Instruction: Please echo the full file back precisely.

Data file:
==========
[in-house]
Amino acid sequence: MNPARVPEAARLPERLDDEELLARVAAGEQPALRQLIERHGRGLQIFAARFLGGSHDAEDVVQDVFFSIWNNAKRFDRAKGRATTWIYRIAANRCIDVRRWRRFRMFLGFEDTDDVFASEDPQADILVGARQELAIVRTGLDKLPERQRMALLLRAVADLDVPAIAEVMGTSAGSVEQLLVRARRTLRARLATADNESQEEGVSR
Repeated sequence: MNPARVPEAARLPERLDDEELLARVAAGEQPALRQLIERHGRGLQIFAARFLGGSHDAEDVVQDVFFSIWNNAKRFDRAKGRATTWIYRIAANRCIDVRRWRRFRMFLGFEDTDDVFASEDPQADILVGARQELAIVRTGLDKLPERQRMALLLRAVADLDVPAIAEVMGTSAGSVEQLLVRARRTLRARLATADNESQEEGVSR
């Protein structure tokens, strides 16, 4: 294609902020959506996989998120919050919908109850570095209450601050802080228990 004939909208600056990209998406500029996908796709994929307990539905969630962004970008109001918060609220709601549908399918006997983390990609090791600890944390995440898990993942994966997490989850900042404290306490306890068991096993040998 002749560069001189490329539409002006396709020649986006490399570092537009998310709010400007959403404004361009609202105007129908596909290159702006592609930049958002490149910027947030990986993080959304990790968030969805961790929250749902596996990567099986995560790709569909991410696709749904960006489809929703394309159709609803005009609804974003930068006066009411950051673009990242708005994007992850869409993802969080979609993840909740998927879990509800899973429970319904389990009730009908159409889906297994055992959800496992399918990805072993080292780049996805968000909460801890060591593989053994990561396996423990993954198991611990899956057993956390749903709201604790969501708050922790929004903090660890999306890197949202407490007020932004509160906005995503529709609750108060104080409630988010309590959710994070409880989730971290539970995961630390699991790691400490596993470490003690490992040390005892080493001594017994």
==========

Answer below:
[in-house]
Amino acid sequence: MNPARVPEAARLPERLDDEELLARVAAGEQPALRQLIERHGRGLQIFAARFLGGSHDAEDVVQDVFFSIWNNAKRFDRAKGRATTWIYRIAANRCIDVRRWRRFRMFLGFEDTDDVFASEDPQADILVGARQELAIVRTGLDKLPERQRMALLLRAVADLDVPAIAEVMGTSAGSVEQLLVRARRTLRARLATADNESQEEGVSR
Repeated sequence: MNPARVPEAARLPERLDDEELLARVAAGEQPALRQLIERHGRGLQIFAARFLGGSHDAEDVVQDVFFSIWNNAKRFDRAKGRATTWIYRIAANRCIDVRRWRRFRMFLGFEDTDDVFASEDPQADILVGARQELAIVRTGLDKLPERQRMALLLRAVADLDVPAIAEVMGTSAGSVEQLLVRARRTLRARLATADNESQEEGVSR
């Protein structure tokens, strides 16, 4: 294609902020959506996989998120919050919908109850570095209450601050802080228990 004939909208600056990209998406500029996908796709994929307990539905969630962004970008109001918060609220709601549908399918006997983390990609090791600890944390995440898990993942994966997490989850900042404290306490306890068991096993040998 002749560069001189490329539409002006396709020649986006490399570092537009998310709010400007959403404004361009609202105007129908596909290159702006592609930049958002490149910027947030990986993080959304990790968030969805961790929250749902596996990567099986995560790709569909991410696709749904960006489809929703394309159709609803005009609804974003930068006066009411950051673009990242708005994007992850869409993802969080979609993840909740998927879990509800899973429970319904389990009730009908159409889906297994055992959800496992399918990805072993080292780049996805968000909460801890060591593989053994990561396996423990993954198991611990899956057993956390749903709201604790969501708050922790929004903090660890999306890197949202407490007020932004509160906005995503529709609750108060104080409630988010309590959710994070409880989730971290539970995961630390699991790691400490596993470490003690490992040390005892080493001594017994």